Here you will find the Poem Grief's Harmonics of poet Francis Thompson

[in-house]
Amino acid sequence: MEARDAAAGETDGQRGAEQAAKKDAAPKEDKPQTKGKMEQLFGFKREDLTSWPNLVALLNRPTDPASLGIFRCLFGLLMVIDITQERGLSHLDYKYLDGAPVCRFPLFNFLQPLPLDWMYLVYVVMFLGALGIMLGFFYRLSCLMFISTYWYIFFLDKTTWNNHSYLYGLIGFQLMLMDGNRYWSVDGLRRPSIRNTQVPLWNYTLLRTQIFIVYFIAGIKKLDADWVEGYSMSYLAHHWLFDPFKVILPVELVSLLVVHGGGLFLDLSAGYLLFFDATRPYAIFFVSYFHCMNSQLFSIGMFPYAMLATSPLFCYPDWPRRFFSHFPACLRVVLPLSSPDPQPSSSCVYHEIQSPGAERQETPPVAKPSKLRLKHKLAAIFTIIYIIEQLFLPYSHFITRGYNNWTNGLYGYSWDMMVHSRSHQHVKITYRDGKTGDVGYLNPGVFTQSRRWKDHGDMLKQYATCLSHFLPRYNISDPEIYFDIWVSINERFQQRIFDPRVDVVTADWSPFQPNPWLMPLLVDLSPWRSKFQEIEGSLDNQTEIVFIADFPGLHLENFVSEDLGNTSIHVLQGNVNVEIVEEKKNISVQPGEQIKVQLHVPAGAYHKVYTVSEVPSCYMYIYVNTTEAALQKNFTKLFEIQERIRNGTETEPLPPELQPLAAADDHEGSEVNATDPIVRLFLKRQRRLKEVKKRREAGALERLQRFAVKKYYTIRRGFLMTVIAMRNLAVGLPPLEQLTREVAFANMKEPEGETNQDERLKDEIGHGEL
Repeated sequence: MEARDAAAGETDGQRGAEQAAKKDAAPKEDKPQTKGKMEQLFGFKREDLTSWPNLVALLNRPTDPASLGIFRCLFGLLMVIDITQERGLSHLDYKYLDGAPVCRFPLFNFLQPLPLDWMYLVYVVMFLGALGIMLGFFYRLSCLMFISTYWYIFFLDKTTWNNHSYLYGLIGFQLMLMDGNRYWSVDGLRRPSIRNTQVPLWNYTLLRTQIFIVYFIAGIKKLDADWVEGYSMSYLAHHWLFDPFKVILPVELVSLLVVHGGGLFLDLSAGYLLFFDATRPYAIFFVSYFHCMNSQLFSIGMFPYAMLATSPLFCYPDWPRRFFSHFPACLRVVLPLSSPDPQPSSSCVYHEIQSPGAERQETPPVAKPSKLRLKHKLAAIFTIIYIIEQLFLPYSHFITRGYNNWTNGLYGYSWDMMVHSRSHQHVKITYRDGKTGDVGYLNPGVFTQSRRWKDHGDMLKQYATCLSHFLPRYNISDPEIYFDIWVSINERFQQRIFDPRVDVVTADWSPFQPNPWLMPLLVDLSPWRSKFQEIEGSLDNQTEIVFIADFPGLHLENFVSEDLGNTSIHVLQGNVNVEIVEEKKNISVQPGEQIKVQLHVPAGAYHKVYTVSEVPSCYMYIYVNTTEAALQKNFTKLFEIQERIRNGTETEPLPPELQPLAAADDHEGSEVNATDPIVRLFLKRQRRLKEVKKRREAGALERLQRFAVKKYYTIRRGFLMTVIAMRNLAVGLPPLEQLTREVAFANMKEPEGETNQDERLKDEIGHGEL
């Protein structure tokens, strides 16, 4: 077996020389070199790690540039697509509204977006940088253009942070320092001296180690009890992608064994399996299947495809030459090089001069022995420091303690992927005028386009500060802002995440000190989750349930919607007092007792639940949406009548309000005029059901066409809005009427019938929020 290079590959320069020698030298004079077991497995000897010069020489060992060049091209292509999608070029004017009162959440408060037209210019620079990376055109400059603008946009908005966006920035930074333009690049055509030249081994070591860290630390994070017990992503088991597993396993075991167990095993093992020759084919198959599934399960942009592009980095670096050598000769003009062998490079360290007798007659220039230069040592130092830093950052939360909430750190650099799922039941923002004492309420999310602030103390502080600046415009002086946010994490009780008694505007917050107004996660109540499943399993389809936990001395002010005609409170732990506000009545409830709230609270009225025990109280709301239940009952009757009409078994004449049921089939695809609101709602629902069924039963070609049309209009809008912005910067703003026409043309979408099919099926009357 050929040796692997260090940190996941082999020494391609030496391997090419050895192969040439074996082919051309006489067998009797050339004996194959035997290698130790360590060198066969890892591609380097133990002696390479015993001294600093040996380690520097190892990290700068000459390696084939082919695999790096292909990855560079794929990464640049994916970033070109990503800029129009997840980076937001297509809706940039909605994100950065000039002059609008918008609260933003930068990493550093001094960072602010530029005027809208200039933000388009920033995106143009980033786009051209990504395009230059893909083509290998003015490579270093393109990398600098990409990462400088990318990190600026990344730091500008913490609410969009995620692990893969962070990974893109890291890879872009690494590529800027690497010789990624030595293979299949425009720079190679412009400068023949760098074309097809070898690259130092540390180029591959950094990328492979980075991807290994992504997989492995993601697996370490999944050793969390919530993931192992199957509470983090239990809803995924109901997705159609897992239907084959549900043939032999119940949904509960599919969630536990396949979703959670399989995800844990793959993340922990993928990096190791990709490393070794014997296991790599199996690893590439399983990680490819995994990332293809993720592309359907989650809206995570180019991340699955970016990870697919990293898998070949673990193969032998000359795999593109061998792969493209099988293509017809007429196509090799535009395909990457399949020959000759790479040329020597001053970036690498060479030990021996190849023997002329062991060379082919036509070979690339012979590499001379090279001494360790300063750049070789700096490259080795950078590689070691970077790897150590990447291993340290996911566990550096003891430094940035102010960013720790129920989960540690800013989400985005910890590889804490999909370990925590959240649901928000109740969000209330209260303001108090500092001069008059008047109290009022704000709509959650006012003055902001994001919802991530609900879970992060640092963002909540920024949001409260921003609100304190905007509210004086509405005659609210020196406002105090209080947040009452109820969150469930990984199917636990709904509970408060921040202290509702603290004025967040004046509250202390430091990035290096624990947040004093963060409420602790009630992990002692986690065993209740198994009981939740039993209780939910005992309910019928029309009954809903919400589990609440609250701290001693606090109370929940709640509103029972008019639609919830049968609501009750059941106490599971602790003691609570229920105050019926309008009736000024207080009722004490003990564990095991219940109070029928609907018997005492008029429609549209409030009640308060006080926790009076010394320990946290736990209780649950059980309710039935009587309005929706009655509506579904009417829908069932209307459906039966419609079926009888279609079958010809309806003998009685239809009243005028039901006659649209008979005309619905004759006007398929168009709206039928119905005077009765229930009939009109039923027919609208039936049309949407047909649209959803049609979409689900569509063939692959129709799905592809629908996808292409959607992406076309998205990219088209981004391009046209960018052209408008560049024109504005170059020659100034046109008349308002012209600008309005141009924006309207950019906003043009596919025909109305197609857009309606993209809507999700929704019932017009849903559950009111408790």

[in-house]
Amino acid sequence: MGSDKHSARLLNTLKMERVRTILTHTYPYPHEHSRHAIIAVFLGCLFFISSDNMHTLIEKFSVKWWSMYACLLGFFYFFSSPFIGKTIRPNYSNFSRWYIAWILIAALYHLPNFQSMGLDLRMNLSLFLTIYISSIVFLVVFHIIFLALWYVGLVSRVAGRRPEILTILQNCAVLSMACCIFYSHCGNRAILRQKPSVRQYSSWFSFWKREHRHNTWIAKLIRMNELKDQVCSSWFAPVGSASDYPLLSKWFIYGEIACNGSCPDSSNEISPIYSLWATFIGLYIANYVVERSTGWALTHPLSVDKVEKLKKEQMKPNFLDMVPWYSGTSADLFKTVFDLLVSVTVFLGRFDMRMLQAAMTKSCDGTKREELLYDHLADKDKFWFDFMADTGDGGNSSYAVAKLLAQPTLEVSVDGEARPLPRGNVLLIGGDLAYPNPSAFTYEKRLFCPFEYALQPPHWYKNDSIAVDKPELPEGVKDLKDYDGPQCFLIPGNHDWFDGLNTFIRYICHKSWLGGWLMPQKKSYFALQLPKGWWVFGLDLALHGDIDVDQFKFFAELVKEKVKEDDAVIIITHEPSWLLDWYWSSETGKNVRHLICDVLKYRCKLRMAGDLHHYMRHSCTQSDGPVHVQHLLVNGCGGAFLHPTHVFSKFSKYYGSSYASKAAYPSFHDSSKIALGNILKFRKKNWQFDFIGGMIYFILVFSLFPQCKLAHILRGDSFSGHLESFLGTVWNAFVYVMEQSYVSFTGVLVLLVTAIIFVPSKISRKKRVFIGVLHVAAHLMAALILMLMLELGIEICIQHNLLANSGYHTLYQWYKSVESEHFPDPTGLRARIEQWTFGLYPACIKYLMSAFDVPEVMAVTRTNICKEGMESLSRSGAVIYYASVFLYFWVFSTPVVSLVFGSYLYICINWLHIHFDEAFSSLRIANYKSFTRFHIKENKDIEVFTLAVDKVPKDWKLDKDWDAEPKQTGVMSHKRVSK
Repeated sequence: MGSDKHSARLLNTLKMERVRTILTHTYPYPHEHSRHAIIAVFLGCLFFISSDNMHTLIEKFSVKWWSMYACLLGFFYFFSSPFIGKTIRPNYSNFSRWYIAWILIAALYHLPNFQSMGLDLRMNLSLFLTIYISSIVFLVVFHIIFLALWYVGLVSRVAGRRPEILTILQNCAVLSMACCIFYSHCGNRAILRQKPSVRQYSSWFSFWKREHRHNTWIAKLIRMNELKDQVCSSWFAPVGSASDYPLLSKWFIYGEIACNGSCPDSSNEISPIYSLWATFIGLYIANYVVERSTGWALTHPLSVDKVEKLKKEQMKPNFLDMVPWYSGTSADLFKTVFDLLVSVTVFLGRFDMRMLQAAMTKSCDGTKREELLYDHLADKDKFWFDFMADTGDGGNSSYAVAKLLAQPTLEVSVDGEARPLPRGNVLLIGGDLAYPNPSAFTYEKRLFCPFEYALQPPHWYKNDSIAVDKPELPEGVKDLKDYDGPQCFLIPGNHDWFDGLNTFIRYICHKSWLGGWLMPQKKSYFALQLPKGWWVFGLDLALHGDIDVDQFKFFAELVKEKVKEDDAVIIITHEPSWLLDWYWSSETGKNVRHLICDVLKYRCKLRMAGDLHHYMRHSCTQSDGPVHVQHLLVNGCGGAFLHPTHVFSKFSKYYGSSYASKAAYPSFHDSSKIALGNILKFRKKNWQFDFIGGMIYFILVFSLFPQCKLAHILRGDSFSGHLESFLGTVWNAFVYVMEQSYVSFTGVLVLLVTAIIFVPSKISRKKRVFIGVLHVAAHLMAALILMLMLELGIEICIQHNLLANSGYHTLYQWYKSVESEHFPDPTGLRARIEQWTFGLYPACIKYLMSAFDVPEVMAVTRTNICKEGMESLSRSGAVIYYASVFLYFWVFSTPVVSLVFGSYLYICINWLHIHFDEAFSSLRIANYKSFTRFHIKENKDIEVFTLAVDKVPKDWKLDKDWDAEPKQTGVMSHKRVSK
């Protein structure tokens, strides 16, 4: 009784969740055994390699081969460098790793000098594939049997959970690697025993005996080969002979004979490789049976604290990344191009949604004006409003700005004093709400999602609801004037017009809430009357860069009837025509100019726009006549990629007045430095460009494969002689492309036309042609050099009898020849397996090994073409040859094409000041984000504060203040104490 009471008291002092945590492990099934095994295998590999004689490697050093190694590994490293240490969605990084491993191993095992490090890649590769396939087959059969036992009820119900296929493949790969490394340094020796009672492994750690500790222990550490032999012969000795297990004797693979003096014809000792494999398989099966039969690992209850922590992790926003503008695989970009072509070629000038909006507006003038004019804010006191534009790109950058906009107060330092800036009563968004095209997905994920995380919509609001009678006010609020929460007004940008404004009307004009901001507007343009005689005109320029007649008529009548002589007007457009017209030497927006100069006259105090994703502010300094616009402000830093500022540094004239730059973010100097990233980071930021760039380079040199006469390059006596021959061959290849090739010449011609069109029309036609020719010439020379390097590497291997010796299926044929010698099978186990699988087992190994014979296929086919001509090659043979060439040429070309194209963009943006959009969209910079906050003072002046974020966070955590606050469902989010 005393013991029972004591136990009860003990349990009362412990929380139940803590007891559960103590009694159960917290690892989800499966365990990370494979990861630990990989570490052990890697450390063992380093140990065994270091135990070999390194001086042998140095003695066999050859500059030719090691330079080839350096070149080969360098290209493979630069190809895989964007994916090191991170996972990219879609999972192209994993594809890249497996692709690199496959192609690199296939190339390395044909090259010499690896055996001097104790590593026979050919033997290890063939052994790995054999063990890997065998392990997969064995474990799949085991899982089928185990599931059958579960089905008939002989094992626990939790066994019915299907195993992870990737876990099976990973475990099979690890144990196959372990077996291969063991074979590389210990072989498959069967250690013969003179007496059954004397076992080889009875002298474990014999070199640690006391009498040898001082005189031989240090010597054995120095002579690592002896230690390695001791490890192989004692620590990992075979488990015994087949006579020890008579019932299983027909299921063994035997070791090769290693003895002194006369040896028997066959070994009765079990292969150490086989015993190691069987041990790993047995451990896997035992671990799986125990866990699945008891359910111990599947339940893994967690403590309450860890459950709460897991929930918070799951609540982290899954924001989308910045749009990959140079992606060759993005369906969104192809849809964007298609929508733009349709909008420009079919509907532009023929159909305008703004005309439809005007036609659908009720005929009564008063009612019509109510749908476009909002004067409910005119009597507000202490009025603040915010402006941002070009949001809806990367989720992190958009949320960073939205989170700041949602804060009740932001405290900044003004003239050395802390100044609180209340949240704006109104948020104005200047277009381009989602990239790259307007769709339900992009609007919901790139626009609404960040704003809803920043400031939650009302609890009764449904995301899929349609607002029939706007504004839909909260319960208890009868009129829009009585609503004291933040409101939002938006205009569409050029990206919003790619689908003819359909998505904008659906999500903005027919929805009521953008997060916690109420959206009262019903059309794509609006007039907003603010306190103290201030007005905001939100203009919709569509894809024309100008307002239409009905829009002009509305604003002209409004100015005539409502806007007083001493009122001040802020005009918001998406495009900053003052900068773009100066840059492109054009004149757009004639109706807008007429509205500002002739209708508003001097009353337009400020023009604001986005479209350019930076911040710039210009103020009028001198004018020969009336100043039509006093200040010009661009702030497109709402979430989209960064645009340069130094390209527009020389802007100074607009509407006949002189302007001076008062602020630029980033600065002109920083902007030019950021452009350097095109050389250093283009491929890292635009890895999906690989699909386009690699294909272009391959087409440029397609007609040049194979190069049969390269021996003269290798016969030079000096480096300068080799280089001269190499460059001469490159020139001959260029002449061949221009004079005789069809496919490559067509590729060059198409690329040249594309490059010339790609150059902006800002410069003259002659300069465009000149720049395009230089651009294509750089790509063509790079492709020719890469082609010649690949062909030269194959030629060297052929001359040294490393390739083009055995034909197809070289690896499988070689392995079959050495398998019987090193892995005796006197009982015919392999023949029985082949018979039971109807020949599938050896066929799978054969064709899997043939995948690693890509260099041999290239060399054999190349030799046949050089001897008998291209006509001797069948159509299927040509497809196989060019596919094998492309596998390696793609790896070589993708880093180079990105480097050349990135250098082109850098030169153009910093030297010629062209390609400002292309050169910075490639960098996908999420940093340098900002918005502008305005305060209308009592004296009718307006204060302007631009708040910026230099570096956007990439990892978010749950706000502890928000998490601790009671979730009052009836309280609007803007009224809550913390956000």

At evening, when the lank and rigid trees, To the mere forms of their sweet day-selves drying, On heaven's blank leaf seem pressed and flatten-ed; Or rather, to my sombre thoughts replying, Of plumes funereal the thin effigies; That hour when all old dead things seem most dead, And their death instant most and most undying, That the flesh aches at them; there stirred in me The babe of an unborn calamity, Ere its due time to be deliver-ed. Dead sorrow and sorrow unborn so blent their pain, That which more present was were hardly said, But both more NOW than any Now can be. My soul like sackcloth did her body rend, And thus with Heaven contend:- 'Let pass the chalice of this coming dread, Or that fore-drained O bid me not re-drain!' So have I asked, who know my asking vain, Woe against woe in antiphon set over, That grief's soul transmigrates, and lives again, And in new pang old pang's incarnated.